Vic May is from, Anamosa, Iowa. He grew up in a creative family where he was encouraged to pursue his desire to act in theater. He graduated from Simpson College, then lived in Chicago, acting in the Red Tape Theater and other venues before moving with is wife Mackenzie to Los Angeles, where they currently reside.
Some of his recent work includes acting in a Geico / Vikings commercial, modeling for the Centura Health Pioneer Campaign, acting in the movie Trafficked with Ashley Judd, and producing and staring in the short film Adrift.
In this conversation we dig into the details of moving to LA and some of the mistakes Vic sees his fellow actors make. We talk about Vics methods for preparing for a part, how to get an agent with a beard, why having a script locked before a production begins is important, how to make progress and stay sane while constantly being rejected, what it’s like to be on the set of a Geico commercial, nightmare acting stories, and much more.
I also want to point out that I just saw on twitter that Vic and his team are in the process of raising finishing money for their film Adrift, which we talk about in detail during this podcast. So if you like this man, and want to see him succeed, go to the Kickstarter page here, and help him get this project to the finish line. And if you need a little more motivation, Vic is about to become a father, so help a dad out!
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6 Key Takeaways
1. Biggest mistake when moving to Los Angeles is to only stay for a short period in hopes of finding work. It takes time to build up a network and make progress in the business. You must be patient and always be doing something (take classes, setup meetings, go to auditions).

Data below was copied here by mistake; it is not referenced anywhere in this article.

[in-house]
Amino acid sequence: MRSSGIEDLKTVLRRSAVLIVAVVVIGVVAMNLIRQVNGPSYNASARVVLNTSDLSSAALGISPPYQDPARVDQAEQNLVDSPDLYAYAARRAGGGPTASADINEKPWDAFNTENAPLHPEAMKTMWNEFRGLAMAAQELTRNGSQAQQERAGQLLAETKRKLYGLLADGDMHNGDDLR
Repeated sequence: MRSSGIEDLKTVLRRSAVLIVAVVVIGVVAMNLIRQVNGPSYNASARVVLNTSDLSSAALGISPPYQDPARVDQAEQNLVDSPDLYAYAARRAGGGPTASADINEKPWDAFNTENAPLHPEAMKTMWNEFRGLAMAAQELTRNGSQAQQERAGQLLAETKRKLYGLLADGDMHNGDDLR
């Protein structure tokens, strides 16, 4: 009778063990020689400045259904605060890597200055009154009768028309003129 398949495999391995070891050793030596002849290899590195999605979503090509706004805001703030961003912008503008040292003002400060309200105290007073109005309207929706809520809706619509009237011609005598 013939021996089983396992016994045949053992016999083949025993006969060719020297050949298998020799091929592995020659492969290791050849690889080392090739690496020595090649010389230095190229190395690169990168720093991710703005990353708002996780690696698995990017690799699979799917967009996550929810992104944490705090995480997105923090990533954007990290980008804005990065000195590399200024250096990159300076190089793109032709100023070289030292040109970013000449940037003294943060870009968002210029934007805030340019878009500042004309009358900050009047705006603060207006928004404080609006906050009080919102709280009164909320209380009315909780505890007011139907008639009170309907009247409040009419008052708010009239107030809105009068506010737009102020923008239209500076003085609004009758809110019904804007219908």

2. When looking for an acting class, audit as many as you can for free, and find a teacher that matches your style of learning and pushes you to grow.
3. The script you receive for a production is often a direct reflection of how the shoot will be run. If it is terrible (poor grammar, typos, incorrect formatting, etc.) then the production is likely to be disorganized. Unless you are new to LA and desperate for work, steer clear of these.
4. Make sure that your script is locked (finalized) before you go on to location to shoot. This will help avoid heated arguments and costly last minute changes to the shooting schedule. Also, keep the on-set boozing to a minimum.
5. When preparing for a role, first get off the book (memorize the script). If you have time, try journaling from the perspective of the character as a way to get in their mind during a difficult scene. Find what you want from the other character in the scene and figure out how they would respond to your actions.
6. You get told no a lot as an actor. To stay in a positive mindset, take some control by talking to friends about creating and then create something with them (a scene, a short, a skit). Meditate and clear your mind by getting out in nature or surfing.
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Follow Vic May
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Show Notes (Ep 15)
How Vic got started working with Burning Shade Productions [04:24]
Move to Chicago to pursue theater acting [19:07]
Moving to Los Angeles – pitfalls and advice [25:39]
Advice for finding the right acting classes for you [35:44]
Production horror stories deciding if a project is worth doing [38:47]
Vic’s process for preparing for roles [52:52]
Auditioning and growing a beard to get an agent [57:58]
Working on commercials [01:07:59]
Overcoming rejection as an actor [01:18:47]
Vic’s likes and influences [01:22:55]
New and up-and-coming projects Vic is working on [01:27:20]
Final advice for filmmakers [01:29:42]
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